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difference between object and reference

 
Vijay Raj
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When we write,

ClassA obj = new ClassA();

what is the reference and what is the object. I am reading about garbage collection and I am really getting confused by therse two terms. When we say that an object is garbage collected, do we mean the memory allocated by new to obj is being garbage collected.

Is there any text that explains about the heap, stack frame pictorally or using an java code example. I am not able to make a picture of whats happening in the background.

regards,
vijay.
 
Ilja Preuss
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The "new" operator creates a new object of the ClassA type on the heap and returns a reference to the object. The reference is then assigned to the obj variable. As obj is a local variable, it lives on the stack.

Does that help?
 
Stuart Ash
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Perhaps TIJ gives the best explanation for this.
[ January 03, 2006: Message edited by: Stuart Ash ]
 
Vijay Raj
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and this 'obj' variable will be popped out of teh stack when the control comes out of the function in which it was declared.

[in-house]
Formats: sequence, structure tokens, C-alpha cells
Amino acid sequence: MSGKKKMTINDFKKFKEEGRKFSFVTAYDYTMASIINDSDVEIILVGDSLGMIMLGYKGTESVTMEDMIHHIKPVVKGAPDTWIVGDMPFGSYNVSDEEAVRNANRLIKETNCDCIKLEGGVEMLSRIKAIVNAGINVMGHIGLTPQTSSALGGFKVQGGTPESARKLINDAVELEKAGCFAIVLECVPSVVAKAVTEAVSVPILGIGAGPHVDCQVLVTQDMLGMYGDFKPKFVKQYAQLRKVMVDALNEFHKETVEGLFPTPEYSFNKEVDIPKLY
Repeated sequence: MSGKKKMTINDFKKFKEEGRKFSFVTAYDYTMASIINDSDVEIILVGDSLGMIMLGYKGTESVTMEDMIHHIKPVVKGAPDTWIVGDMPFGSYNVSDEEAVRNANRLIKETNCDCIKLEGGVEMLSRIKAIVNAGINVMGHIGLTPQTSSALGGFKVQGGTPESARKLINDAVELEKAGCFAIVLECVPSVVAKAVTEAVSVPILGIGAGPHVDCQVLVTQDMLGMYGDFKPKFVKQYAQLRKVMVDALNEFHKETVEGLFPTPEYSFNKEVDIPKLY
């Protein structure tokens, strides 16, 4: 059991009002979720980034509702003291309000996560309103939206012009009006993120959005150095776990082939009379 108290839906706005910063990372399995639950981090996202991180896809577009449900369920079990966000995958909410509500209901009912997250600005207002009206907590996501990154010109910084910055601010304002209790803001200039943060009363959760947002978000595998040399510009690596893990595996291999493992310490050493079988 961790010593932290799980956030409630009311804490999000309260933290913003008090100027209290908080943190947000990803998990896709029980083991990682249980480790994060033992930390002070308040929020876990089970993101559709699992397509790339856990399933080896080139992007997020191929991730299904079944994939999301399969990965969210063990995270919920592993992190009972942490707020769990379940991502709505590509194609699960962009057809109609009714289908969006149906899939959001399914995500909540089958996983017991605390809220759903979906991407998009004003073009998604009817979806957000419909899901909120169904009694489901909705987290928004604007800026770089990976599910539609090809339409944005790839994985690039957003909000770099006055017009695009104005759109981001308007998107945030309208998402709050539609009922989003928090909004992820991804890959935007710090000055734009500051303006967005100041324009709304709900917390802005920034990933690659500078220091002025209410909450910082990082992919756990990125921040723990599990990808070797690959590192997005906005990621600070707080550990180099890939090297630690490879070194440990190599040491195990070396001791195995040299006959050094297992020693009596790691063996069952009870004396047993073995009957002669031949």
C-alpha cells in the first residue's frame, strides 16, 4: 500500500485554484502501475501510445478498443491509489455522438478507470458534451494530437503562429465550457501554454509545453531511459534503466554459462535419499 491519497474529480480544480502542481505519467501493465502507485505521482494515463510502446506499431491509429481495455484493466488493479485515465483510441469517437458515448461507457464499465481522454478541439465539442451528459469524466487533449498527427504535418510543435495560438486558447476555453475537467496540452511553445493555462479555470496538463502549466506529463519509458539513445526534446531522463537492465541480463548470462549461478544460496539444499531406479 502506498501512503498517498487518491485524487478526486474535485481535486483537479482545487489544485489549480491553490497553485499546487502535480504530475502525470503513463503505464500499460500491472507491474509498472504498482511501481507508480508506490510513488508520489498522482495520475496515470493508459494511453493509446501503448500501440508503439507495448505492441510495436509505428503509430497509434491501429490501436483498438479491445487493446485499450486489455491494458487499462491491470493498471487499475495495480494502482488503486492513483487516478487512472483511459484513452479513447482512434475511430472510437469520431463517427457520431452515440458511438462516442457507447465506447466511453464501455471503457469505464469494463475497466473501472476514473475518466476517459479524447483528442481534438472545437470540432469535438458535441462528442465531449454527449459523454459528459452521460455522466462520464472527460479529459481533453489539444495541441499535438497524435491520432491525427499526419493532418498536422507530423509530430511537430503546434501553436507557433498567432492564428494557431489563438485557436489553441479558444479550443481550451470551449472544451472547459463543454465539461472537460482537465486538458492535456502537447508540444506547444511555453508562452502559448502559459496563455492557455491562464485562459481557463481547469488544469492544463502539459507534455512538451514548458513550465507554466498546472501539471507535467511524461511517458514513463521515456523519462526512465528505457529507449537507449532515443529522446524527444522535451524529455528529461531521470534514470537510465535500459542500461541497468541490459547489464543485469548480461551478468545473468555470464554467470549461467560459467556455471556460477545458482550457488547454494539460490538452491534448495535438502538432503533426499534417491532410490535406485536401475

What happens to the memory space in the heap. Is this where garbage collection comes into the picture. It collects the garbage from the heap.

regards,
vijay
 
Stuart Goss
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It may help to think "garbage collectable heap" (and not just "heap").

When there is no reference to this memory on the gc-heap, then the gc removes the memory the next time it decides to clean up.

Stuart
 
Pradeep Kadambar
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The 'new' operator will create an object in HEAP an not in STACK.

The memory address of the heap location where the object is strored is the REFERENCE.

All the references are stored on the stack.

The GC will make a reference count for cleanup. If the count becomes 1 the object will be GC'd. The 1 reference will be that of the garbage collector.

Hope I am not making things more complex.
 
Ilja Preuss
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Originally posted by Pradeep KG:
The 'new' operator will create an object in HEAP an not in STACK.


Did someone suggest otherwise?


All the references are stored on the stack.


Nope. If the reference is stored in an instance variable (aka field), it's stored on the heap, obviously. Only local variables (including parameters) are stored on the stack.


The GC will make a reference count for cleanup. If the count becomes 1 the object will be GC'd. The 1 reference will be that of the garbage collector.


No, java garbage collectors don't use reference counts, but more sophisticated algorithms. With only reference counting, an object that is only referenced by unreachable objects wouldn't get garbage collected, leading to memory leaks due to reference circles. Just imagine an object referencing itself.
 
Adam Richards